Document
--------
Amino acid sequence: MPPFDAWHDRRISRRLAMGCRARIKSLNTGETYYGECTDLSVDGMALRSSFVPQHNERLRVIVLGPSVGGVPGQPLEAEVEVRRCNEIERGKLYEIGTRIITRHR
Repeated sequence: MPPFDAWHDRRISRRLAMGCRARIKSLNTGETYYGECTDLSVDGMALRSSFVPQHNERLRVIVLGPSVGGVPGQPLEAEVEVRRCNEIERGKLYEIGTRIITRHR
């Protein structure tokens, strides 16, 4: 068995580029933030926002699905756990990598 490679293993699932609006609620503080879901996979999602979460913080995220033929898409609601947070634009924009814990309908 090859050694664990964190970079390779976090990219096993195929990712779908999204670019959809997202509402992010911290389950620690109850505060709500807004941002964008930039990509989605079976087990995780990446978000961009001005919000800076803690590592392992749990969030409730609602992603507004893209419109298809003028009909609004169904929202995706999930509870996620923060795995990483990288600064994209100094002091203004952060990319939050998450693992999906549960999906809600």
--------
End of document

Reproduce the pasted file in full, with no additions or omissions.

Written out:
Amino acid sequence: MPPFDAWHDRRISRRLAMGCRARIKSLNTGETYYGECTDLSVDGMALRSSFVPQHNERLRVIVLGPSVGGVPGQPLEAEVEVRRCNEIERGKLYEIGTRIITRHR
Repeated sequence: MPPFDAWHDRRISRRLAMGCRARIKSLNTGETYYGECTDLSVDGMALRSSFVPQHNERLRVIVLGPSVGGVPGQPLEAEVEVRRCNEIERGKLYEIGTRIITRHR
């Protein structure tokens, strides 16, 4: 068995580029933030926002699905756990990598 490679293993699932609006609620503080879901996979999602979460913080995220033929898409609601947070634009924009814990309908 090859050694664990964190970079390779976090990219096993195929990712779908999204670019959809997202509402992010911290389950620690109850505060709500807004941002964008930039990509989605079976087990995780990446978000961009001005919000800076803690590592392992749990969030409730609602992603507004893209419109298809003028009909609004169904929202995706999930509870996620923060795995990483990288600064994209100094002091203004952060990319939050998450693992999906549960999906809600």